OSHA: It’s Not As Easy Making Standards As You Might Think!

Many people have commented about how slow OSHA is to issue new standards or to update the old ones. As has been discussed on this blog before, most of the current OSHA PELs were adopted under the 1970 Occupational Safety and Health Act (OSH Act) from the 1968 ACGIH TLV values. With a few exceptions, the majority of the PELs today are unchanged since they were first adopted even though a considerable amount of chemical safety data has been collected since then and the ACGIH TLVs have been regularly updated.

• Recently the Government Accountability Office (GAO) issued a report “Workplace Safety and Health – Multiple Challenges Lengthen OSHA’s Standard Setting, April 2012” asking why. The GOA found that it took OSHA from 15 months to 19 years, average 7 years to pass a standard over the period from 1981 to 2010. OSHA as with other government agencies has a fairly long procedure to issue standards requiring giving notice and opportunity for interested parties to comment before issuing a standard as required under the Administrative Procedure Act. However the GAO found that there were several reason why OSHA took so much longer than other agencies.

• Courts generally defer to the expertise of government agencies and will only overturn a regulation if it is found to be ‘arbitrary and capricious,’ an easy standard to defend against anyone trying to get a regulation overturned. OSHA in contrast is held to a much more difficult standard, the “substantial evidence in the record considered as a whole.” OSHA has had several major standards overturned in the courts (Benzene standard US Supreme Court, 1980) and the PEL update (11th Cir. 1992) and has since been rather reluctant to issue any new PELs absent overwhelming support.

• OSHA is required by the US Supreme Court and Executive Order to understand how any new standard would operate in any workplace that it applies to. OSHA’s mandate of every workplace in the US is very broad; and so OSHA, or more often OSHA’s contractors typically spend a lot time assessing both technological and economic feasibility before issuing new standards.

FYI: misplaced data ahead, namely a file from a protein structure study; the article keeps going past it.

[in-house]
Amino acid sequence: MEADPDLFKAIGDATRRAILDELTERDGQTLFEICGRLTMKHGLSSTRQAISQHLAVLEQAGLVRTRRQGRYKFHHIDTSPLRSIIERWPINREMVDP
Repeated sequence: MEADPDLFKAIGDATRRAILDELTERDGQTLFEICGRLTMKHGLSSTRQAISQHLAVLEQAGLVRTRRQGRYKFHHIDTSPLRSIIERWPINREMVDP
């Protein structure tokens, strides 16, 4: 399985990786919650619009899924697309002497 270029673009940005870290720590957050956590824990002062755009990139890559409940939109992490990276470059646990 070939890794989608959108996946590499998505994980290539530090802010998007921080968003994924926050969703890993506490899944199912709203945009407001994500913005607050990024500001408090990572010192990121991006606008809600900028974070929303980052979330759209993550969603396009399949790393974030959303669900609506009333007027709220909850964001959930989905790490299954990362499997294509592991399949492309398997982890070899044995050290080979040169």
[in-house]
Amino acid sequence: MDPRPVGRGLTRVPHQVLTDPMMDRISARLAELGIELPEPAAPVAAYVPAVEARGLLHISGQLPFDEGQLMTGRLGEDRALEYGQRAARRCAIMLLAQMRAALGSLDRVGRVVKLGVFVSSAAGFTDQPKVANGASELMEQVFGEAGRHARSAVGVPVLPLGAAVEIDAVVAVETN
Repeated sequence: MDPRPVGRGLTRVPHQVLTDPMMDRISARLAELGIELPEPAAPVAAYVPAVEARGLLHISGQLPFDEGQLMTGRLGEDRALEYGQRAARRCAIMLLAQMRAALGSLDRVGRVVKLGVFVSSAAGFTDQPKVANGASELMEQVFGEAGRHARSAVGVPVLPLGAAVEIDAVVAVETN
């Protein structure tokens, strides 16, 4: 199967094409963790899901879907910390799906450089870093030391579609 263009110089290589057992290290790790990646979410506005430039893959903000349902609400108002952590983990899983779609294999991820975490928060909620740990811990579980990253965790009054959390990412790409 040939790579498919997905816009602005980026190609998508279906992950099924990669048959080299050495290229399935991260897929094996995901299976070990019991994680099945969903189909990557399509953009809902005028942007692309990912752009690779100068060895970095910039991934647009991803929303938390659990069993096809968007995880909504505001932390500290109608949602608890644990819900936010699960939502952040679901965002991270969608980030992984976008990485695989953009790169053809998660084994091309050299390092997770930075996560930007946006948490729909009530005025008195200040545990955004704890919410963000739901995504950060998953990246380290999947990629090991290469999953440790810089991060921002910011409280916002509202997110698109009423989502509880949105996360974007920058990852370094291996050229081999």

• OSHA has not worked as closely with NIOSH, and other agencies as it could have done. NIOSH’s role is to perform occupational safety research and for a while OSHA was duplicating this effort.

• Unlike some other agencies such as the EPA and section 112 of the Clean Air Act, OSHA is not required to periodically update its standards; and so they languish, steadily graying. The report also said that OSHA officials consider that it reflects poorly on the agency when OSHA issuing citations to employers that are following current industry consensus standards, but are being cited because the OSHA standard is obsolete.

OSHA also has the authority under the OSH Act (sec. 6) to issue emergency standards for 6 months, but has declined to do so since 1983 because of the evidence needed to meet the statutory requirements.

The GAO recommends that OSHA work more closely with other government agencies, especially NIOSH, and OSHA is working more closely with them than before. Another suggestion is the change the evidential standard that OSHA must reach to issue a standard, but there is a concomitant concern to lower quality regulation. This blog supports the idea of changing the evidential standard or using consensus standards such as ACGIH, but also requiring periodic review of the standards as assurance of regulation quality. Such a change would require modification of the OSH Act and thus Congressional action.

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